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Wednesday, 11 June 1902


Mr HIGGINS (Northern Melbourne) - This . is no ordinary proposal which can be haggled about, as we might haggle about a duty in the Tariff. The iron industry is, as I understand it, a pivotal industry, which is well worth some | risk. If we cannot risk money in the way j we should like, we may as well see what 1 can be done by means of a measure such as j that, before us. I understand that the honor - I able member for Bland has submitted a ; proposal with which I. personally would i have the strongest sympathy - a proposal to | nationalize this industry, which gives rise to j other and dependent industries. But we i may as well face the facts honestly. If there is anything clear about the Constitution it is that it is not permissible or possible for the Federal Government to carry on any industry. I admit that it is a pity that our hands should be so tied. We are "cribbed, 'cabined, and confined," and we shall find ourselves even more restricted in the course of a few years. In our. rapid development I have little doubt that we shall find the Constitution an impossible and unworkable instrument of government. In passing, I may say that that is the reason I took the unwelcome course of opposing the adoption of the Constitution. But we, should try to make the best of circumstances. I feel perfectly clear that it is not possible for the Federal Government to undertake the iron industry or any part of it. There is power to theFederal Government to make laws regulating trade and commerce between the States, between private persons, or with foreign countries, but there is no power to carry on any industry. There is no power to trade; there is no power to do commerce ;. and much less is there power to carry on an industry. Under the circumstances what is best to be done ? I do not know any better course than to risk some money in the form of a bonus ; but I should like that money risked with very stringent safeguards as to wages, hours, and the general conditions of labour. When we are giving the hard-earned money of taxpayers to a body of men for-the purpose of establishing an industry, it is not at all unreasonable to require that proper wages, hours, and conditions of labour shall be enjoyed by those employed. I do not think the sentiment of Australia would allow national moneys to be spent in sweating wages.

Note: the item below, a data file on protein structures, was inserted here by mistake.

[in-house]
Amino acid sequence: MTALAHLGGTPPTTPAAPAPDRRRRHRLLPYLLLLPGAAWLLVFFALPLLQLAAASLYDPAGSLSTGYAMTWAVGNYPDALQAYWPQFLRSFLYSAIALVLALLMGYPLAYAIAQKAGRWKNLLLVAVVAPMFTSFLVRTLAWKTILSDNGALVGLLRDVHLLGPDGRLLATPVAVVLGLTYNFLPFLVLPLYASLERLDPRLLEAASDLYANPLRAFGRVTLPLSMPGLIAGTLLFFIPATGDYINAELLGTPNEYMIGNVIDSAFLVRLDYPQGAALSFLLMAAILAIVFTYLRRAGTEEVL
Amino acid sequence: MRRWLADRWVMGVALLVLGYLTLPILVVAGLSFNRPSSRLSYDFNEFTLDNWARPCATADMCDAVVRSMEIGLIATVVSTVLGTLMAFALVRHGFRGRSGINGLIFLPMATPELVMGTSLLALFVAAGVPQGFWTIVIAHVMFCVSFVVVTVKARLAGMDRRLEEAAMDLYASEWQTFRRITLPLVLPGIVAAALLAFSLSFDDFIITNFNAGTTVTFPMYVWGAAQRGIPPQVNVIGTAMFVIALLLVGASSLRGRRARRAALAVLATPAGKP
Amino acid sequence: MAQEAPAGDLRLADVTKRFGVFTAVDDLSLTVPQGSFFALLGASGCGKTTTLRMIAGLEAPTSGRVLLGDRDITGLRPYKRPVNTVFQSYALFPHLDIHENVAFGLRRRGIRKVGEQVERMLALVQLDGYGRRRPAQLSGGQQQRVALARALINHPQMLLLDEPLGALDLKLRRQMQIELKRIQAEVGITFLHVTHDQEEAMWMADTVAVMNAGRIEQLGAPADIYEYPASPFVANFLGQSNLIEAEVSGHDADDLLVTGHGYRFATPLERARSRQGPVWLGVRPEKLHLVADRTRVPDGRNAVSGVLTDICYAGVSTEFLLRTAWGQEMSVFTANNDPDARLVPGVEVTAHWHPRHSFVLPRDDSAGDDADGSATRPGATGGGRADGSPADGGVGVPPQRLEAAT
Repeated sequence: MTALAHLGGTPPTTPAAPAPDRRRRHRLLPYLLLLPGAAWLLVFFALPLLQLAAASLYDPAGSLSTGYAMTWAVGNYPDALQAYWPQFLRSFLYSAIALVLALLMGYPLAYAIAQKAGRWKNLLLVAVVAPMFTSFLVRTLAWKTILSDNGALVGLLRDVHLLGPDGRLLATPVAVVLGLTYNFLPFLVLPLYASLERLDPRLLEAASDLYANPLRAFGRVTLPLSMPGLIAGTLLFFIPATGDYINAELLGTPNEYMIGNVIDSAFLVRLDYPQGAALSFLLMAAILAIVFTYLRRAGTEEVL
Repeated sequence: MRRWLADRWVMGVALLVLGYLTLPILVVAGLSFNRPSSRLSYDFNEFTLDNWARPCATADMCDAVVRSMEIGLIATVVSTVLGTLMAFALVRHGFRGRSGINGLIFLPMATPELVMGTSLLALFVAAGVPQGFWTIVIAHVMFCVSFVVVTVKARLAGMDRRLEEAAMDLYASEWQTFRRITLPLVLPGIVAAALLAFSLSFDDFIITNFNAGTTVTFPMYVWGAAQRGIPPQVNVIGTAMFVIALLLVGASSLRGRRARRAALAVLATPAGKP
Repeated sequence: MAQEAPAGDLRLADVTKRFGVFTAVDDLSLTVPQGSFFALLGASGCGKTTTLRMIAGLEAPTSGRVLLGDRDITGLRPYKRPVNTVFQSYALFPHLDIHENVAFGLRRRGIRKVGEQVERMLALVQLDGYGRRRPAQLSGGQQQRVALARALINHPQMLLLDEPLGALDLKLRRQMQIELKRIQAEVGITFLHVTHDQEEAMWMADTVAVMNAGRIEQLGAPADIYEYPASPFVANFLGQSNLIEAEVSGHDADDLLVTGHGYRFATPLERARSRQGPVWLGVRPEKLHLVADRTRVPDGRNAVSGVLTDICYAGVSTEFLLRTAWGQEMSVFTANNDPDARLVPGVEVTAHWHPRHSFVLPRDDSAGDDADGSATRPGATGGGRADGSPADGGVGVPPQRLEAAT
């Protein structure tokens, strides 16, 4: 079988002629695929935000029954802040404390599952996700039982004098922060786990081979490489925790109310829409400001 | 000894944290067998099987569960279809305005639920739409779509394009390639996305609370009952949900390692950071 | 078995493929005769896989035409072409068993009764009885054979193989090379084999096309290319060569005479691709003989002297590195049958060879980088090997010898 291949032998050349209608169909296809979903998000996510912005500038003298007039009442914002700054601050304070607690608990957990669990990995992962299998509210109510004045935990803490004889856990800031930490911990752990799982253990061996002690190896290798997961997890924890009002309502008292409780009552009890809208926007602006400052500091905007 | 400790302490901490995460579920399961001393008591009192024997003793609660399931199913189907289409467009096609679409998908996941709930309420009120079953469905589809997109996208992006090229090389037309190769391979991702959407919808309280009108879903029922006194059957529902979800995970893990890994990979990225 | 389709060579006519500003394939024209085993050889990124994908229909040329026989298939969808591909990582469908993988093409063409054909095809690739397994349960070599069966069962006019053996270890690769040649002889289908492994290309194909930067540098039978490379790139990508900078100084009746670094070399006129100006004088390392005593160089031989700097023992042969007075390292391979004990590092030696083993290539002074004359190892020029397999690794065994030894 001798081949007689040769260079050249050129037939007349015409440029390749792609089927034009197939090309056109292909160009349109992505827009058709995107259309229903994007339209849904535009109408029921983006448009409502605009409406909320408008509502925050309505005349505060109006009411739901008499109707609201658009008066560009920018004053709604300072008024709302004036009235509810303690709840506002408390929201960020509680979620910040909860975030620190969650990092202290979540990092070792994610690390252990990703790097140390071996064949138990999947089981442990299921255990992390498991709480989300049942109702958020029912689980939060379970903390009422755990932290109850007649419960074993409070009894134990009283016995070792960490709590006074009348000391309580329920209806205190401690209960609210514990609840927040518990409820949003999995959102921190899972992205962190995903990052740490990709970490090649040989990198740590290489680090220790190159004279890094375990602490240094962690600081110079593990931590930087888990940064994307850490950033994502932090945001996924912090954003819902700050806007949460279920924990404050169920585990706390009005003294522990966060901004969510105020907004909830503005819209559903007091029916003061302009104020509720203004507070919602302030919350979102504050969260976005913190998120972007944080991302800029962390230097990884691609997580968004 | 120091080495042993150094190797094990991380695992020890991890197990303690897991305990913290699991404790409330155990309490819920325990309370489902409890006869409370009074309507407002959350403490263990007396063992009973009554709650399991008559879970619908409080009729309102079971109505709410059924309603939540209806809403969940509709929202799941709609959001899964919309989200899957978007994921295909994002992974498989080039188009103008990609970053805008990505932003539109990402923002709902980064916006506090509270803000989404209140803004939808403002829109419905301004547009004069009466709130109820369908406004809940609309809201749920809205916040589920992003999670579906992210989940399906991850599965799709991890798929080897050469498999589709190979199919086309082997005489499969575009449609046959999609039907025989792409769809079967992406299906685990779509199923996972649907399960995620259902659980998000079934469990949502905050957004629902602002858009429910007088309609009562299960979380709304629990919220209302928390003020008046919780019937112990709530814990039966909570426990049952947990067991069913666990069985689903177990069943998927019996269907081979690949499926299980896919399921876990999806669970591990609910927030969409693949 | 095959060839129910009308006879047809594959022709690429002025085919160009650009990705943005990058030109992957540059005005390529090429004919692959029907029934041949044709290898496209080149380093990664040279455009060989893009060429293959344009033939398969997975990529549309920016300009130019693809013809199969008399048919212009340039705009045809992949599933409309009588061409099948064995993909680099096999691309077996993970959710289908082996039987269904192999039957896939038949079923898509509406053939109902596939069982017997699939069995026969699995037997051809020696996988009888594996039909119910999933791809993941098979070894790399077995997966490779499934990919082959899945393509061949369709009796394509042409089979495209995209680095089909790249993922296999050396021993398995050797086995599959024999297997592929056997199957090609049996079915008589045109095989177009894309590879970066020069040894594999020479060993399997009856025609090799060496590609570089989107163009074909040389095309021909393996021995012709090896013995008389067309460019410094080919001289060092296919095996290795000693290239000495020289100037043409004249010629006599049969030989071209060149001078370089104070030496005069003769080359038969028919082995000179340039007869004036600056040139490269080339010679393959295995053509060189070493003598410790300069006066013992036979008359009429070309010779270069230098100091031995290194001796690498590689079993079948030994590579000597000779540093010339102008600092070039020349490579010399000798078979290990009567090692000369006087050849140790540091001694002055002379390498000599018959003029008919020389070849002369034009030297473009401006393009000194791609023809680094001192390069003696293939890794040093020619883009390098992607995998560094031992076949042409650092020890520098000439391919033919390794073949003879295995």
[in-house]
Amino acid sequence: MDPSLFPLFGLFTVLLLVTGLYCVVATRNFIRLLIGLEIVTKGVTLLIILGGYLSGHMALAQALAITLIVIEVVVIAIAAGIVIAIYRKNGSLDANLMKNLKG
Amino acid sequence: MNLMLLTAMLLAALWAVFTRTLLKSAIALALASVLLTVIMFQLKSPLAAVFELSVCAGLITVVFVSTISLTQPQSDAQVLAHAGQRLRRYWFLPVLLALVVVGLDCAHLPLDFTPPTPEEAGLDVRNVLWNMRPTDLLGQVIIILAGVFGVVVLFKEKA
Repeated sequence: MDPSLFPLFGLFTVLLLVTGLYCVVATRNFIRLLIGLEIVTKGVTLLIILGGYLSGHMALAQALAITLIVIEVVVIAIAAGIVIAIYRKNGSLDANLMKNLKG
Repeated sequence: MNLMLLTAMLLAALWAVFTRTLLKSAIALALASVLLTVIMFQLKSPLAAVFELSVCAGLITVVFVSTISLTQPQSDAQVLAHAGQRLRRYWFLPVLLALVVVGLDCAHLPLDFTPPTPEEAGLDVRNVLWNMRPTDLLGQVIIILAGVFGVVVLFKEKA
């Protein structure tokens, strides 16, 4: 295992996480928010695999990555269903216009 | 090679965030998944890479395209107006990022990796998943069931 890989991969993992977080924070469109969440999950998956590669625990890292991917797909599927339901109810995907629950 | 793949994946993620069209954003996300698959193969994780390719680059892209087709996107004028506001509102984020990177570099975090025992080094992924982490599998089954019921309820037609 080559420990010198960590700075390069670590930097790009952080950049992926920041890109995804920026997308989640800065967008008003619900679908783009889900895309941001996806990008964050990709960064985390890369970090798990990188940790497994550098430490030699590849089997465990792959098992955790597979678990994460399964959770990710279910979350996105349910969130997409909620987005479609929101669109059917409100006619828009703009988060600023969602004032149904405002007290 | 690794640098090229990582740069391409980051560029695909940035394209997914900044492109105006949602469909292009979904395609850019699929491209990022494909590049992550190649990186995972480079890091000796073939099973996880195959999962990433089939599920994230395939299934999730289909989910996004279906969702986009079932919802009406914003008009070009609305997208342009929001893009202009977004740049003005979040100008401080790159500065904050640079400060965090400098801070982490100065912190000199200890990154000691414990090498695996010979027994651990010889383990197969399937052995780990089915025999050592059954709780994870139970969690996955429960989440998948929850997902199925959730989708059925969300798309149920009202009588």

Mr Kingston - The honorable and learned member means that the workers shall share in the benefits of the bonus 1


Mr HIGGINS - That is so.


Mr Kingston - Hear, hear !


Mr HIGGINS - It is not worth while for the Commonwealth to help in creating an industry which does not pay fair wages to the men who live by it. If the second reading passes, I ' intend to move as an amendment the addition of the following words to clause S -

And for securing proper wages and hours and conditions of labour.

Of course, I am not bound down to the exact phraseology, though I think that those words will do what is wanted. It will still be optional with the Governor-General in Council, in framing the regulations under which the bonuses are to be granted, to include such conditions : but I think that the sentiment of this House is such that they will be insisted upon. What I suggest is quite practicable, and the regulations must be laid before both Houses of Parliament. I think it is only fair that they should be before Parliament for a reasonable time before coming into force, but I would not insist upon that if the Minister undertook to insert definite and stringent provisions in regard to wages, hours, and conditions of labour.


Mr JOSEPH COOK (PARRAMATTA, NEW SOUTH WALES) - What is the distinction between the Commonwealth paying the wages and prescribing the wages which are to be paid bv private employers 1


Mr HIGGINS - I think there would be a difference between my action in prescribing the wages of the honorable member's employes and paying them myself.


Mr Conroy - But there would not be much difference if the honorable and learned member supplied the money in either case.


Mr HIGGINS - If the Commonwealth is going to provide money for the establishment of iron works, we should see that those who are employed by the manufacturers are paid fair wages. I do not think that the House should agree to the postponement of the measure. Of course, we shall have the iron ore to work on in the future, but it seems to me that the sooner we dig it out of the ground and make use of it the better. I have seen in Tasmania almost mountains of iron ore, and I have no doubt that in New South Wales, and perhaps in other States, there are ample supplies available. Our losses in the pastoral industry through the drought should show us that we must not remain as dependent as we have been hitherto upon what are called the primary industries. -I shall support the second reading.







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